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Books Books 51 - 60 of 97 on Poetry, he will find but few precepts in it which he may not meet with in Aristotle,....  
" Poetry, he will find but few precepts in it which he may not meet with in Aristotle, and which were not commonly known by all the poets of the Augustan age. His way of expressing and applying them, not his invention of them, is what we are chiefly to... "
The Dunciad: With Notes Variorum, and the Prolegomena of Scriblerus - Page 23
by Alexander Pope - 1729 - 238 pages
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The poetical works of Alexander Pope. Ed. by H.F. Cary, with a biogr. notice ...

Alexander Pope - 1839
...Aristotle, and which were not commonly known by all the poets of the Augustan age. His way of expressing, 9 a [ H cȧ Tǵ |s 9` 1 dz 7 " 6 ;gQ c ~fk reflections, haß given us the same kind of sublime, which he observes in the several passages that...
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The Works of Joseph Addison, Volume 2

Joseph Addison - Literary Collections - 1842
...Aristotle, and which were not commonly known by all the poets of the Augustan age. His way of expressing For this reason I think there is nothine in the world so tiresome as the works of those critics who...
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The Poetical Works of Alexander Pope: To which is Prefixed, a Life of the ...

Alexander Pope, Theophilus Cibber - 1846
...known hy all the poets of the Augustan age. His way of expressing, and applying them, not his inventhm of them, is what we are chiefly to admire. ' Longinus, in his Reflections, has given us the same kind of suhlime, which he ohserves in the several passages that...
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The works of Alexander Pope, with notes and illustrations, by himself and ...

Alexander Pope - 1847
...Aristotle, and which were not commonly known by all the poets of the Augustan age. His way of expressing and applying them, not his invention of them, is what we are chiefly to admire. " Longinus, in his reflections, has given us the same kind of sublime, which he observes in the several pasr sages that...
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The poetical works of Alexander Pope, esq: to which is prefixed the life of ...

Alexander Pope, Samuel Johnson, Homer - 1850 - 484 pages
...Aristotle, and which were not commonly known by all the poets of the Augustan .lire. Ilia way of expressing, and applying them, not his invention of them, is what we are chiefly to admire. * LonginuK, in his Reflections, has given us the same kind of sublime, which he observes in the several...
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The poetical works of Alexander Pope. Ed. by R. Carruthers

Alexander Pope - 1853
...Aristotle, and which were not commonly known by all the poets of the Augustan age. His way of expressing and applying them, not his invention of them, is what' we are chiefly to admire. " Longinus, in his reflections, has given us the same kind of sublime, which he observes in the several passages that...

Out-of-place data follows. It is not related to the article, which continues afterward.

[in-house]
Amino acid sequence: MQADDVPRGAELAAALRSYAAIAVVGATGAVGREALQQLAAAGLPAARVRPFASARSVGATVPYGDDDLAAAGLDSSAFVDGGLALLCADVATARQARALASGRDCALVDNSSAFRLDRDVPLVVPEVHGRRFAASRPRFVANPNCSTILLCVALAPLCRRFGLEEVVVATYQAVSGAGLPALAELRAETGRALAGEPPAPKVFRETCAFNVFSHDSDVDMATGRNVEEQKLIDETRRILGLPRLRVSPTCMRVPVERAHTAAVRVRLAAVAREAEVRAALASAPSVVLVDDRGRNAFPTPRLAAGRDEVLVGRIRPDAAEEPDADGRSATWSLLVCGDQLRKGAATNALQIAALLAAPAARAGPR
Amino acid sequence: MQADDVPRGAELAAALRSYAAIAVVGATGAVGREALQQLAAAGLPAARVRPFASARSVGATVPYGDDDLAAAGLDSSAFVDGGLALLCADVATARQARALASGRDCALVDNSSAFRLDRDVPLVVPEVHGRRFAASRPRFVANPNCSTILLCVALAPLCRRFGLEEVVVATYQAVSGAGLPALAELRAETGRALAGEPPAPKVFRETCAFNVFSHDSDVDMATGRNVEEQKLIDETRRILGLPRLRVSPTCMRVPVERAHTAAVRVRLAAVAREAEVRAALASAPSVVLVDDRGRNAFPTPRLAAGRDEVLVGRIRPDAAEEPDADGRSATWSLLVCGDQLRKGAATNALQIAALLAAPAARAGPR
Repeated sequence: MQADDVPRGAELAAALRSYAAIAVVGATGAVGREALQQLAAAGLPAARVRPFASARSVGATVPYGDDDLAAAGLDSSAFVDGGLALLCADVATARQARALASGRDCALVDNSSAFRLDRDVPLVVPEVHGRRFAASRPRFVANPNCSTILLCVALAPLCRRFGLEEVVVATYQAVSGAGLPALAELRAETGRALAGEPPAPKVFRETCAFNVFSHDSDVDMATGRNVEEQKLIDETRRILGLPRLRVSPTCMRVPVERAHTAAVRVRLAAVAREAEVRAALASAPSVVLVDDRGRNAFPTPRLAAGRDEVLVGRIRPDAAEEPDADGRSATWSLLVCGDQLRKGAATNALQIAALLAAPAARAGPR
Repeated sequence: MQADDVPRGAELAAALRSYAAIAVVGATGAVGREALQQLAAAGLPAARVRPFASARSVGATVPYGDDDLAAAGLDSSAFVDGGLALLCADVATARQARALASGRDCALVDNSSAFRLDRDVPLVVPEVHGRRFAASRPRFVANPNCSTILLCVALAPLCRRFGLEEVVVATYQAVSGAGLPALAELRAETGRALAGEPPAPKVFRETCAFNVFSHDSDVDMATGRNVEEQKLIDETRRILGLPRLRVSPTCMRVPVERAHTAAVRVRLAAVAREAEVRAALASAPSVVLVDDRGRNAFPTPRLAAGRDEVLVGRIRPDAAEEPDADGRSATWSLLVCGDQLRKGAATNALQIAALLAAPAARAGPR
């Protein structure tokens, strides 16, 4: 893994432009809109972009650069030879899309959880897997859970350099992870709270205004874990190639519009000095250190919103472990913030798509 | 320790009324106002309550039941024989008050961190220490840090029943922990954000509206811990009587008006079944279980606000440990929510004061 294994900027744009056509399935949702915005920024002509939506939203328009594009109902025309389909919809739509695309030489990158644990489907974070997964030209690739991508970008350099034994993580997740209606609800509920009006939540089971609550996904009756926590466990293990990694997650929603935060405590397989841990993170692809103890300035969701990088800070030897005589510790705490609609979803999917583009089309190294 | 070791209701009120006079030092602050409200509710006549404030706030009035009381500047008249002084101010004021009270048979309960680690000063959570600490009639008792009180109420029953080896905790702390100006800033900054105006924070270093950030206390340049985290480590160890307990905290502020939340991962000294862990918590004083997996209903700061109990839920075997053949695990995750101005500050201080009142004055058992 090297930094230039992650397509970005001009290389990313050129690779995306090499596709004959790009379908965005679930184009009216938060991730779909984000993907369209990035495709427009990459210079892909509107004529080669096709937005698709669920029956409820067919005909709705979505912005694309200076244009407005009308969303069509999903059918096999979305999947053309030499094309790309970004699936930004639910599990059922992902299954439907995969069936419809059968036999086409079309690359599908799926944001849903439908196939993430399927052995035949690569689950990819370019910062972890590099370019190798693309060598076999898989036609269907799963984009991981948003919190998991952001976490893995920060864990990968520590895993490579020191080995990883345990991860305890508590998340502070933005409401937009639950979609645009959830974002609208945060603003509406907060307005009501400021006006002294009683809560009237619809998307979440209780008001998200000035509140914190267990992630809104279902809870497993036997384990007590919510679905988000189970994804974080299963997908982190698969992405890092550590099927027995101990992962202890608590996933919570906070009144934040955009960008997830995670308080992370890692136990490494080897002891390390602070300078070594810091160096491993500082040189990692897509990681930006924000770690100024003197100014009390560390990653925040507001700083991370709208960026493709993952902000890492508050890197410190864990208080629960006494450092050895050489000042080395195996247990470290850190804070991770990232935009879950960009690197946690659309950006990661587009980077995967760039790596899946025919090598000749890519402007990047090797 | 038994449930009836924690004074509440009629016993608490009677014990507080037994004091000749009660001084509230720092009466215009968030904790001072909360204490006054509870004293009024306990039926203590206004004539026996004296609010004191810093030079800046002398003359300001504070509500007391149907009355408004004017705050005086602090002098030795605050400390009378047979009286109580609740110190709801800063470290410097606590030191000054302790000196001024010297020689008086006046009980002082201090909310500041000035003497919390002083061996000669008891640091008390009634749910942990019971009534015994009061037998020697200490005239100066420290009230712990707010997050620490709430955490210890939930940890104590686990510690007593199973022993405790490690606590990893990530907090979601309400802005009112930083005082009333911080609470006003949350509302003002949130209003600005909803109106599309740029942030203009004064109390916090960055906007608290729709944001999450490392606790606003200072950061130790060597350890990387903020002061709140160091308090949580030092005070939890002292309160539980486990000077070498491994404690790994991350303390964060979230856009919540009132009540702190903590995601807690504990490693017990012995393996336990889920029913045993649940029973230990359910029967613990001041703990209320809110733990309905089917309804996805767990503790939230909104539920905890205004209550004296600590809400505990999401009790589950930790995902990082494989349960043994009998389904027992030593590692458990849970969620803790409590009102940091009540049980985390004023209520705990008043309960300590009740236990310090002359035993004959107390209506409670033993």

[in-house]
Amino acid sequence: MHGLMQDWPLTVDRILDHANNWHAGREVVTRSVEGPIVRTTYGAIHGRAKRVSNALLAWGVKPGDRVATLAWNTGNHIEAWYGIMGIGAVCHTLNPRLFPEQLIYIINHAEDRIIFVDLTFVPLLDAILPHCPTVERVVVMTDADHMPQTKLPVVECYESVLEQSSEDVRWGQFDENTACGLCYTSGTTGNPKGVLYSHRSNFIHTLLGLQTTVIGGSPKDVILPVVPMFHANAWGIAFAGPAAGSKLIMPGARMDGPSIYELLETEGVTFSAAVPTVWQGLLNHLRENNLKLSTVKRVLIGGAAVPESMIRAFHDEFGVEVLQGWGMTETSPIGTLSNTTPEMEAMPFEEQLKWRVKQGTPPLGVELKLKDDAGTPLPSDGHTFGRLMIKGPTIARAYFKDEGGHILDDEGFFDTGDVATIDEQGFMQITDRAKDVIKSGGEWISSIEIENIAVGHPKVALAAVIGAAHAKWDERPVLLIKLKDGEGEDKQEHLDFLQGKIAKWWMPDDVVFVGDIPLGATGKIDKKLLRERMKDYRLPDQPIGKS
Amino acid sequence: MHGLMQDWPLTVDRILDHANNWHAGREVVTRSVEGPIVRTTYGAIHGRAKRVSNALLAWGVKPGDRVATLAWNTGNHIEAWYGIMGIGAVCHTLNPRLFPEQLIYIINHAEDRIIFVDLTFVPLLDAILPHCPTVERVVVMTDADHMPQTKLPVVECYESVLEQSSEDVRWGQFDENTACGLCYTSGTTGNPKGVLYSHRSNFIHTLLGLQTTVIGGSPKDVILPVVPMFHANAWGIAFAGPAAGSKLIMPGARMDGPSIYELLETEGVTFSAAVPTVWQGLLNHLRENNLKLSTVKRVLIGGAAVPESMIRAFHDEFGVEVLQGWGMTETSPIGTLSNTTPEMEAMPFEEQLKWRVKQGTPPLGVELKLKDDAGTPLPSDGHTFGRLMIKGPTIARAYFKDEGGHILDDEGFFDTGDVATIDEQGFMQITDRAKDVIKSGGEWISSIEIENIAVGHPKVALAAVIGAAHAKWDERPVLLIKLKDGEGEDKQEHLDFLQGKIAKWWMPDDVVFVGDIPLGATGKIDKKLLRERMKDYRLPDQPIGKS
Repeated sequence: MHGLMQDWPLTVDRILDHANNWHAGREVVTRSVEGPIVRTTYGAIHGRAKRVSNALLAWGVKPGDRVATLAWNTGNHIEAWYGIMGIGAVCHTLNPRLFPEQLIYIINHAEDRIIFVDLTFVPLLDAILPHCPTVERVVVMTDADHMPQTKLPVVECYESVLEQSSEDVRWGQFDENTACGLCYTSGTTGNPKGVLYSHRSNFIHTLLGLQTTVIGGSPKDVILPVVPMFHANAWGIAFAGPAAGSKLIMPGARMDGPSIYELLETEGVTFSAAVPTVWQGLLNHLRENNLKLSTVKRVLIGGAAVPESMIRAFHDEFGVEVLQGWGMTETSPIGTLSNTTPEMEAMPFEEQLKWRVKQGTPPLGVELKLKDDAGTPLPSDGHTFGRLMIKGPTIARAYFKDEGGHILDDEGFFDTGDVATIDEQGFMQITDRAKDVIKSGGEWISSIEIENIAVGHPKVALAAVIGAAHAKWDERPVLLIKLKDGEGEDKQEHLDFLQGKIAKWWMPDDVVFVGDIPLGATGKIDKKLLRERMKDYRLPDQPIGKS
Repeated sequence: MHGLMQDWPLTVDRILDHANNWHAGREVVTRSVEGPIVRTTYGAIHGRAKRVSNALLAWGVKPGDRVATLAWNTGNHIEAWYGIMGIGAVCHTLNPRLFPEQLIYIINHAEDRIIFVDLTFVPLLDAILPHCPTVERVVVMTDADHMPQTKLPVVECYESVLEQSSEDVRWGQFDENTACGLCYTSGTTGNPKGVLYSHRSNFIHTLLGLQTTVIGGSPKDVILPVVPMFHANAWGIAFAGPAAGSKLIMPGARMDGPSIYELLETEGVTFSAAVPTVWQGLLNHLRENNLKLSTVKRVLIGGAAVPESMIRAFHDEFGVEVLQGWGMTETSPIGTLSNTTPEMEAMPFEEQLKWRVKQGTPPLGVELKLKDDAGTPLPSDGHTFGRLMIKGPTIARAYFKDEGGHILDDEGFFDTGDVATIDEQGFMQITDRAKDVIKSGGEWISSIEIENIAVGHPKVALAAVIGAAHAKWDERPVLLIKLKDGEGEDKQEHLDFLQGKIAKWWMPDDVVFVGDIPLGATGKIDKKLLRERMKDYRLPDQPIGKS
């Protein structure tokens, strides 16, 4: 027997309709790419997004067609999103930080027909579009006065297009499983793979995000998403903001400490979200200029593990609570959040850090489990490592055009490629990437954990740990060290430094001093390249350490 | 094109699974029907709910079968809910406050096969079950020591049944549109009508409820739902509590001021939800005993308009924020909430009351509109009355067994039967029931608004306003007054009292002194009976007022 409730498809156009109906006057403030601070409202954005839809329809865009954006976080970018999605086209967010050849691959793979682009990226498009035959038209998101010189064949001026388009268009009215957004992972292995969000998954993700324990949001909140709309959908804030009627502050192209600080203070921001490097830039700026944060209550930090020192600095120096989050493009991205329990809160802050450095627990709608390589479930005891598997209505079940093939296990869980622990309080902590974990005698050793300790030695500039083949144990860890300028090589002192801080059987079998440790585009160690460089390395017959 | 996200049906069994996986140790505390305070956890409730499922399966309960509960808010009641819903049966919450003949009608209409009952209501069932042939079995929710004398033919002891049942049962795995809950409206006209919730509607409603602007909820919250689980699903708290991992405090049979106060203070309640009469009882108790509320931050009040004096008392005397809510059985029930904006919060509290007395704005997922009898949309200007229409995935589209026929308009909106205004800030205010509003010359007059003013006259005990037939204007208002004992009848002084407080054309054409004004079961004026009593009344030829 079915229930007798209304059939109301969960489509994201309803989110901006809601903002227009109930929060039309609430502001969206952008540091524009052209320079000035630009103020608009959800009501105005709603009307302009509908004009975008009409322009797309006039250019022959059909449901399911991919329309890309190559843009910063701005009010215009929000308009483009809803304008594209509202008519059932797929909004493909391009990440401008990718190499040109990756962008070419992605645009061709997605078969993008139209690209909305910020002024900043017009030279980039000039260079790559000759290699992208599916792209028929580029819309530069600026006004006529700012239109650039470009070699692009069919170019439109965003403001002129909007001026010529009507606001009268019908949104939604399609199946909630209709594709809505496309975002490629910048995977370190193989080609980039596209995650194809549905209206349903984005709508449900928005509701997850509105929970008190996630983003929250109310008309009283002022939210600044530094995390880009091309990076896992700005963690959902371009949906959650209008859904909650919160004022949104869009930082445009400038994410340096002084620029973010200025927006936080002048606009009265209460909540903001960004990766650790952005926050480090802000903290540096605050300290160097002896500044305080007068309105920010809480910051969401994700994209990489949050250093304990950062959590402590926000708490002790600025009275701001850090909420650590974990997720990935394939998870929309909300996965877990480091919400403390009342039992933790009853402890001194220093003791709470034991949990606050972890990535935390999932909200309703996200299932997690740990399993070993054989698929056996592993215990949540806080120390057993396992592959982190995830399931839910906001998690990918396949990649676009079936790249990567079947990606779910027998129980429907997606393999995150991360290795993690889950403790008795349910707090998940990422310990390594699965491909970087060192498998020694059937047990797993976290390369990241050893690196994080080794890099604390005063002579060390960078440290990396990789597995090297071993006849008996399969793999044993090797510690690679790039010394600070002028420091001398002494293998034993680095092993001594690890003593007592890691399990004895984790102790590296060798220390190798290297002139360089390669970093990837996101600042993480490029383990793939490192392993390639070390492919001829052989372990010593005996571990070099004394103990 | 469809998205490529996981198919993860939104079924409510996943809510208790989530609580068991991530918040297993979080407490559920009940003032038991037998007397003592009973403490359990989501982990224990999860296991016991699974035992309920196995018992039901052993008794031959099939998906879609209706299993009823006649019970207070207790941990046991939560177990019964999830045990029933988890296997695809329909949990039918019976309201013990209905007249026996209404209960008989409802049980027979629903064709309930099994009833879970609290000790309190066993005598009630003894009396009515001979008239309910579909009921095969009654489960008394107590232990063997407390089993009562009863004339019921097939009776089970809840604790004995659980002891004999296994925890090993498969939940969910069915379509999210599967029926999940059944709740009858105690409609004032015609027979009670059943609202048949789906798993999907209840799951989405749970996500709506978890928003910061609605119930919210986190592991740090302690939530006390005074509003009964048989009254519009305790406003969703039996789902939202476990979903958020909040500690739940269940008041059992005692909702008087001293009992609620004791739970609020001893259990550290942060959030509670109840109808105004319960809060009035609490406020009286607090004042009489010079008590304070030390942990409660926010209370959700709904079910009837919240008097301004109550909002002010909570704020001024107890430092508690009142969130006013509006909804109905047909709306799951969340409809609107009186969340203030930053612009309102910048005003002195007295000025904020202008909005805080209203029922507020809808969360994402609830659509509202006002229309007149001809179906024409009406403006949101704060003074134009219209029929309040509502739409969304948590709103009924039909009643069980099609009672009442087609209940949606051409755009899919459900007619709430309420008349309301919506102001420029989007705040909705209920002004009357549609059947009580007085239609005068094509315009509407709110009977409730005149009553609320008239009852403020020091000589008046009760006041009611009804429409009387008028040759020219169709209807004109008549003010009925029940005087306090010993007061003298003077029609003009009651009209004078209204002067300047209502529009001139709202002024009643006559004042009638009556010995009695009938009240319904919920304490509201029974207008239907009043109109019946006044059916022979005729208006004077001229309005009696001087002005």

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The Spectator [by J. Addison and others] with sketches of the lives of the ...

Spectator The - 1853
...Aristotle, and which were not commonly known by all the poets of the Augustan age. His way of expressing and applying them, not his invention of them, is what we are chiefly to admire. For this reason I think there is nothing in the world so tiresome as the works of those critics, who...
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The Spectator [by J. Addison and others]: with a biogr. and critical preface ...

Spectator The - 1853
...Aristotle, and which were not commonly kuown by all the poets of the Augustan age. His way of expressing and applying them, not his invention of them, is what we are chiefly to admire. For this reason I think there is nothing in the world so tiresome as the works of those critics who...
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The Works of Joseph Addison: The Spectator

Joseph Addison - 1854
...Aristotle, and which were not commonly known by all the poets of the Augustan age. His way of expressing and applying them, not his invention of them, is what we are chiefly to admire. ' " I have a further request, which I must press with earnestness. My bookseller is reprinting the...
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The Works of Joseph Addison: Including the Whole Contents of Bp ..., Volume 5

Joseph Addison - 1854
...Aristotle, and which were not commonly known by all the poets of the Augustan age. His way of expressing and applying them, not his invention of them, is what we are chiefly to admire. ' "I have a farther request, which I must press with earnestness. My bookseller is reprinting the 'Essay...
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